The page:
Finn looks to turning points
Two pieces of “magic” have helped to put England within touching distance of another historic Test victory in India.
After Ravichandran Ashwin’s stubborn and skilful resistance, Alastair Cook’s team must wait until tomorrow to wrap up what still seems a certain second successive win over their hosts.
They have reached the verge of a 2-1 lead, with one match to play, by stumps on day four at Eden Gardens - thanks to much honest endeavour as well as moments of inspiration.
As Steven Finn reflected on the job done so far to reduce India to 239 for nine - despite Ashwin's unbeaten 83 - and a lead of only 32, he cited Graeme Swann's perfect off-break to bowl Virender Sehwag as one of two pieces of telling brilliance that set them on their way.
The other was Ian Bell's direct-hit run-out of number three Cheteshwar Pujara, the second of six wickets to fall for only 36 runs after Sehwag and Gautam Gambhir had begun to eat worryingly into a first-innings deficit of 207 in an opening stand of 86.
“I thought that ball to get us going after lunch from Swanny was an excellent delivery, and that kickstarted us into the session,” said fast bowler Finn, who took 3-37 himself.
“A bit of magic from Bell to get the run-out then really propelled us, and as a team we backed each other up.
“I wouldn’t say there’s been too much between the two sides; our batsmen played very well against the Indian bowlers and we were fortunate a little bit of magic - well, a couple of bits of magic - in that middle session got us those wickets.”
England were within two more scalps of an innings victory inside four days when Ashwin was joined by Ishant Sharma for a determined stand of 38.
The number eight then added an unbroken 40 with last man Pragyan Ojha to further frustrate England.
Finn added: “At the beginning of the day, if you’d have said India would be 30 ahead and nine wickets down, I’m sure we’d have taken it.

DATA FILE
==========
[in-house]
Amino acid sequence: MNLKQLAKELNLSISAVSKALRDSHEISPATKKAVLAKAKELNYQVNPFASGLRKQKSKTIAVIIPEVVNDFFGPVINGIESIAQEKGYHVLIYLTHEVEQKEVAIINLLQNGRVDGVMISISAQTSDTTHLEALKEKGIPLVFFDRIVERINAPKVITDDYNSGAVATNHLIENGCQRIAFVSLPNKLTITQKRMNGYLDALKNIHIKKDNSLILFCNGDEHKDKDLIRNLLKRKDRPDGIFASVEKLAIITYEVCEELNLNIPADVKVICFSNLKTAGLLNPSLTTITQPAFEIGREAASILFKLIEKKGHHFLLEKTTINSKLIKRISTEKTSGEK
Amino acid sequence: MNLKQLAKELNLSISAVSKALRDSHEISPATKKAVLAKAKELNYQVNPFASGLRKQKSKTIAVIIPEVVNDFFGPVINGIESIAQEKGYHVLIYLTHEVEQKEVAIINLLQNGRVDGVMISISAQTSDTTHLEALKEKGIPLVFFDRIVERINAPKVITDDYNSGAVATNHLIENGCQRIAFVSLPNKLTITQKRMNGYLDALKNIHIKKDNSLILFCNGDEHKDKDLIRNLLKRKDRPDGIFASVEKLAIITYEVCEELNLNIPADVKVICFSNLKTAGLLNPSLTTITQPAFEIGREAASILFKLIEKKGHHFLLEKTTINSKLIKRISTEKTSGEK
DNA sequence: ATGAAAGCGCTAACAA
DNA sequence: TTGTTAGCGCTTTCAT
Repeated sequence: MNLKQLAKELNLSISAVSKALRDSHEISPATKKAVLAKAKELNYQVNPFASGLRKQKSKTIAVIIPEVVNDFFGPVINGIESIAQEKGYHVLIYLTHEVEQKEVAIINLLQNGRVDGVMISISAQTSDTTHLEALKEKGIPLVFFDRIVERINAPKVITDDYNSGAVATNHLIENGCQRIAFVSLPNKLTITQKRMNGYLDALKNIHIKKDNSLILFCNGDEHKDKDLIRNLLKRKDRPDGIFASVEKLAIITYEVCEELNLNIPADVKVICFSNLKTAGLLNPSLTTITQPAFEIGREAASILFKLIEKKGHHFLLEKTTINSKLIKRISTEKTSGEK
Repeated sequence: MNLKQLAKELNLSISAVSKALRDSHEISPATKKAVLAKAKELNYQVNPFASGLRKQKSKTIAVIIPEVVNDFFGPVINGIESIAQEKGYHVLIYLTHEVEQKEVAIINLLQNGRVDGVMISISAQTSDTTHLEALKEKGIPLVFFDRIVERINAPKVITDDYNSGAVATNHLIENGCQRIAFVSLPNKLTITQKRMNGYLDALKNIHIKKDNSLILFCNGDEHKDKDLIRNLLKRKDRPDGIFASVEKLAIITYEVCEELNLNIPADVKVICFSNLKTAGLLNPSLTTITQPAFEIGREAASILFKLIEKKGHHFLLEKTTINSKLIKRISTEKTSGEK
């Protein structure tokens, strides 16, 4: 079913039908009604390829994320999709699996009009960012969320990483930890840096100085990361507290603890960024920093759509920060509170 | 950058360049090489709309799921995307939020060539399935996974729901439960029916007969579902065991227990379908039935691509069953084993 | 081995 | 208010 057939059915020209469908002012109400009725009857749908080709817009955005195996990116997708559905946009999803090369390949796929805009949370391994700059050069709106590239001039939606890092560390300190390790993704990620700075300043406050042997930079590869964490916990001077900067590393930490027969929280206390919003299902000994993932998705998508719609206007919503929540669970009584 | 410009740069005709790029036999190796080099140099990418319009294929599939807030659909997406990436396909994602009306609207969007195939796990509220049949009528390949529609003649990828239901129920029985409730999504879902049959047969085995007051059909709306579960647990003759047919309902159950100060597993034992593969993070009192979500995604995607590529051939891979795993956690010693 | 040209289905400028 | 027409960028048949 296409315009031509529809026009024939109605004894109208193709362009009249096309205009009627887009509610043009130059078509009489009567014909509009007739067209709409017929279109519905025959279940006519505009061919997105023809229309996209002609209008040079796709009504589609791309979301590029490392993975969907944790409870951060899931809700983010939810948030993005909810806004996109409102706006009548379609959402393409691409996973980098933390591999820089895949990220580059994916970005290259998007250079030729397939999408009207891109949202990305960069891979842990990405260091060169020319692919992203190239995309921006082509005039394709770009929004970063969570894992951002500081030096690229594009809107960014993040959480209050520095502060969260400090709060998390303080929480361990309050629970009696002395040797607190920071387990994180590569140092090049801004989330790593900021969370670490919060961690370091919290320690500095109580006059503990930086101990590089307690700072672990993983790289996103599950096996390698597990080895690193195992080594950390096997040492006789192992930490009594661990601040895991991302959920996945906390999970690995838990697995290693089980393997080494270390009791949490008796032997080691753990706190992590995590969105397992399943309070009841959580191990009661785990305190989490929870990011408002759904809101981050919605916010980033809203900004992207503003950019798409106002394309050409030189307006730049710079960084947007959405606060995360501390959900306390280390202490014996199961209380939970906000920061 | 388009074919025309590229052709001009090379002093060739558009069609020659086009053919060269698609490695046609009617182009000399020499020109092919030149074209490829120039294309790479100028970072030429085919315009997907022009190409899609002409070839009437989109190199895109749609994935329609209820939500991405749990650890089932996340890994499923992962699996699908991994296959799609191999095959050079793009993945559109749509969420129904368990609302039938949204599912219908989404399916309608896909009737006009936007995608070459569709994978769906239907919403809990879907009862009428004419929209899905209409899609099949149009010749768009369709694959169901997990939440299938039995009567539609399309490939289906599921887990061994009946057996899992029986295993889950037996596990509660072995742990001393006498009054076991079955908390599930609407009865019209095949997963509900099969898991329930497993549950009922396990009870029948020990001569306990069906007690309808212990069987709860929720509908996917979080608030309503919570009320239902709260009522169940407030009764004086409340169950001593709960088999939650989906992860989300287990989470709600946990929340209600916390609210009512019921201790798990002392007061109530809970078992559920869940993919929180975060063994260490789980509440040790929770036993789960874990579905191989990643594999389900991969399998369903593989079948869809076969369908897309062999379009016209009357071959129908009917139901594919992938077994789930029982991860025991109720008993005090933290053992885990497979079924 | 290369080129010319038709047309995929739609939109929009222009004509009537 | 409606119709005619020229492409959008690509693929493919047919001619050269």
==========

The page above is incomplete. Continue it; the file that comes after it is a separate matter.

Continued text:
“That last hour and 45 minutes was a little bit frustrating for us. But we stuck to our guns; we were patient throughout the day ... and that paid dividends with those quick wickets in the middle session.”
Finn was prepared to give Ashwin due credit too.
“He played very well there,” said Finn. “That bit of rearguard resistance was excellent batting.
“He played the reverse-swing very well and he was patient, took runs when he needed to and put trust in the man at the other end. It was good Test cricket. I thought it was a great day of Test cricket."
England also endured an awkward first session in which they lost their last four wickets for just 14 runs and then could find no way past Sehwag and Gambhir.
“I thought India bowled very well,” said Finn. “To get those four quick wickets this morning was good bowling - we certainly didn’t want to lose those wickets as quickly as we did.”
England believe nonetheless they are beginning to reap the rewards of all the hard work they have put in to be more competitive in Asian conditions since the shock of being whitewashed by Pakistan in Dubai and Abu Dhabi last winter.
“We felt as a team that it’s been coming, almost,” said Finn. ”We’ve worked very hard since getting beaten 3-0 in the UAE. That was a massive eye-opener for us.
“We’ve been saying we’ve worked hard to adapt our games to these conditions over in the sub-continent, and now it’s starting to pay dividends in terms of results.
“But let’s not be presumptuous yet; if we win tomorrow we’re only going to be 2-1 up in the series.
“It’s important going into the fourth Test we have no complacency and keep working. That’s a great point about this England side – we’re always looking to get better.”